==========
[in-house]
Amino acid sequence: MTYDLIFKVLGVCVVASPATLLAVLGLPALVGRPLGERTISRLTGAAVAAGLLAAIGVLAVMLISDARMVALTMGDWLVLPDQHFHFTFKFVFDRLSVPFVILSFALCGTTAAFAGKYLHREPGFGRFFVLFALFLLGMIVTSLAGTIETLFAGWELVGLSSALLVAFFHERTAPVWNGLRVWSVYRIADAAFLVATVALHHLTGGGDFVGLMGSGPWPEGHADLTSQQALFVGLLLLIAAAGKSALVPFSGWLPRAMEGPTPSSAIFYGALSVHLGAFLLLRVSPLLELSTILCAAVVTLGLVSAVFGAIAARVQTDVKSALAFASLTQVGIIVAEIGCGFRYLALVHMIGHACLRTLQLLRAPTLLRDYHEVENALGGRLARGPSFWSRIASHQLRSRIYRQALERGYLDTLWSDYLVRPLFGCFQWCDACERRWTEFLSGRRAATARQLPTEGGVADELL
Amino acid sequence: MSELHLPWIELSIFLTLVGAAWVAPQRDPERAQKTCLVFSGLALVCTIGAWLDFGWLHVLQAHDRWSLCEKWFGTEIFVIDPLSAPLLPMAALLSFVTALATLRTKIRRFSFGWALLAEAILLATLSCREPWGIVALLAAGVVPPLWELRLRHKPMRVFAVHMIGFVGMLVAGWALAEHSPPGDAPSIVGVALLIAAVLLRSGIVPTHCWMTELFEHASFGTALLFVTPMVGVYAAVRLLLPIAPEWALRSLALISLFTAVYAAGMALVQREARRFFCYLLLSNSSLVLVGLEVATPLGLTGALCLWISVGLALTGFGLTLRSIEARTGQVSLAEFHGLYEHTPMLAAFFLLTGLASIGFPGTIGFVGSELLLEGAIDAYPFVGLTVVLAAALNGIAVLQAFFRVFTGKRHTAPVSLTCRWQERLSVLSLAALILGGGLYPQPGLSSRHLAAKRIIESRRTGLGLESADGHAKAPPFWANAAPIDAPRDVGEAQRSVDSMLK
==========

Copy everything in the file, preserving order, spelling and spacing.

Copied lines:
[in-house]
Amino acid sequence: MTYDLIFKVLGVCVVASPATLLAVLGLPALVGRPLGERTISRLTGAAVAAGLLAAIGVLAVMLISDARMVALTMGDWLVLPDQHFHFTFKFVFDRLSVPFVILSFALCGTTAAFAGKYLHREPGFGRFFVLFALFLLGMIVTSLAGTIETLFAGWELVGLSSALLVAFFHERTAPVWNGLRVWSVYRIADAAFLVATVALHHLTGGGDFVGLMGSGPWPEGHADLTSQQALFVGLLLLIAAAGKSALVPFSGWLPRAMEGPTPSSAIFYGALSVHLGAFLLLRVSPLLELSTILCAAVVTLGLVSAVFGAIAARVQTDVKSALAFASLTQVGIIVAEIGCGFRYLALVHMIGHACLRTLQLLRAPTLLRDYHEVENALGGRLARGPSFWSRIASHQLRSRIYRQALERGYLDTLWSDYLVRPLFGCFQWCDACERRWTEFLSGRRAATARQLPTEGGVADELL
Amino acid sequence: MSELHLPWIELSIFLTLVGAAWVAPQRDPERAQKTCLVFSGLALVCTIGAWLDFGWLHVLQAHDRWSLCEKWFGTEIFVIDPLSAPLLPMAALLSFVTALATLRTKIRRFSFGWALLAEAILLATLSCREPWGIVALLAAGVVPPLWELRLRHKPMRVFAVHMIGFVGMLVAGWALAEHSPPGDAPSIVGVALLIAAVLLRSGIVPTHCWMTELFEHASFGTALLFVTPMVGVYAAVRLLLPIAPEWALRSLALISLFTAVYAAGMALVQREARRFFCYLLLSNSSLVLVGLEVATPLGLTGALCLWISVGLALTGFGLTLRSIEARTGQVSLAEFHGLYEHTPMLAAFFLLTGLASIGFPGTIGFVGSELLLEGAIDAYPFVGLTVVLAAALNGIAVLQAFFRVFTGKRHTAPVSLTCRWQERLSVLSLAALILGGGLYPQPGLSSRHLAAKRIIESRRTGLGLESADGHAKAPPFWANAAPIDAPRDVGEAQRSVDSMLK